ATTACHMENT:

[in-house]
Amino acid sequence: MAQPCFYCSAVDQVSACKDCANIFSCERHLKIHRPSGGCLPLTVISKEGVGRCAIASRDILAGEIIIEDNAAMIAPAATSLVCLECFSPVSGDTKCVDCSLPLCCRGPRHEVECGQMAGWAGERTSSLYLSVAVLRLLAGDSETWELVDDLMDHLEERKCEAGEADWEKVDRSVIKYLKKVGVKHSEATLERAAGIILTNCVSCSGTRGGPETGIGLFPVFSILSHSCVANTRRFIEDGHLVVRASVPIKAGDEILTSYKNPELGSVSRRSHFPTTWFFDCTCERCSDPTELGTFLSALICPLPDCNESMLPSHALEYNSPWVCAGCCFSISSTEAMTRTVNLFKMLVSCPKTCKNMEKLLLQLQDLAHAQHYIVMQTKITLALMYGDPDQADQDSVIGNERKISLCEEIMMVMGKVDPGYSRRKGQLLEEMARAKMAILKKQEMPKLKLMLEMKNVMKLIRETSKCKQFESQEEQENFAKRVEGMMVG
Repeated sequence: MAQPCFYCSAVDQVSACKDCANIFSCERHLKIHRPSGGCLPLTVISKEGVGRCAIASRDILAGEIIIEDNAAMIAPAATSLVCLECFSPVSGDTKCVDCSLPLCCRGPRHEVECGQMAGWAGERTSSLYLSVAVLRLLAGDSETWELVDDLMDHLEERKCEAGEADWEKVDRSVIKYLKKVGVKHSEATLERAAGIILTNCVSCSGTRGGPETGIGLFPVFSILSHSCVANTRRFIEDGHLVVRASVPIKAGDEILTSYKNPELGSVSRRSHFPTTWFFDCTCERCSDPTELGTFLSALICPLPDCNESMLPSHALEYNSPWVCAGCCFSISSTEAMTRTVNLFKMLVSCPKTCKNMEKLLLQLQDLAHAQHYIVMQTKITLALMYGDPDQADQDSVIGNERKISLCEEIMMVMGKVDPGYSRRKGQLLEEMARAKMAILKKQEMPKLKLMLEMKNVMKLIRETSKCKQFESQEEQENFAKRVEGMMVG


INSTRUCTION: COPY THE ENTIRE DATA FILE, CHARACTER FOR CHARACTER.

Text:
[in-house]
Amino acid sequence: MAQPCFYCSAVDQVSACKDCANIFSCERHLKIHRPSGGCLPLTVISKEGVGRCAIASRDILAGEIIIEDNAAMIAPAATSLVCLECFSPVSGDTKCVDCSLPLCCRGPRHEVECGQMAGWAGERTSSLYLSVAVLRLLAGDSETWELVDDLMDHLEERKCEAGEADWEKVDRSVIKYLKKVGVKHSEATLERAAGIILTNCVSCSGTRGGPETGIGLFPVFSILSHSCVANTRRFIEDGHLVVRASVPIKAGDEILTSYKNPELGSVSRRSHFPTTWFFDCTCERCSDPTELGTFLSALICPLPDCNESMLPSHALEYNSPWVCAGCCFSISSTEAMTRTVNLFKMLVSCPKTCKNMEKLLLQLQDLAHAQHYIVMQTKITLALMYGDPDQADQDSVIGNERKISLCEEIMMVMGKVDPGYSRRKGQLLEEMARAKMAILKKQEMPKLKLMLEMKNVMKLIRETSKCKQFESQEEQENFAKRVEGMMVG
Repeated sequence: MAQPCFYCSAVDQVSACKDCANIFSCERHLKIHRPSGGCLPLTVISKEGVGRCAIASRDILAGEIIIEDNAAMIAPAATSLVCLECFSPVSGDTKCVDCSLPLCCRGPRHEVECGQMAGWAGERTSSLYLSVAVLRLLAGDSETWELVDDLMDHLEERKCEAGEADWEKVDRSVIKYLKKVGVKHSEATLERAAGIILTNCVSCSGTRGGPETGIGLFPVFSILSHSCVANTRRFIEDGHLVVRASVPIKAGDEILTSYKNPELGSVSRRSHFPTTWFFDCTCERCSDPTELGTFLSALICPLPDCNESMLPSHALEYNSPWVCAGCCFSISSTEAMTRTVNLFKMLVSCPKTCKNMEKLLLQLQDLAHAQHYIVMQTKITLALMYGDPDQADQDSVIGNERKISLCEEIMMVMGKVDPGYSRRKGQLLEEMARAKMAILKKQEMPKLKLMLEMKNVMKLIRETSKCKQFESQEEQENFAKRVEGMMVG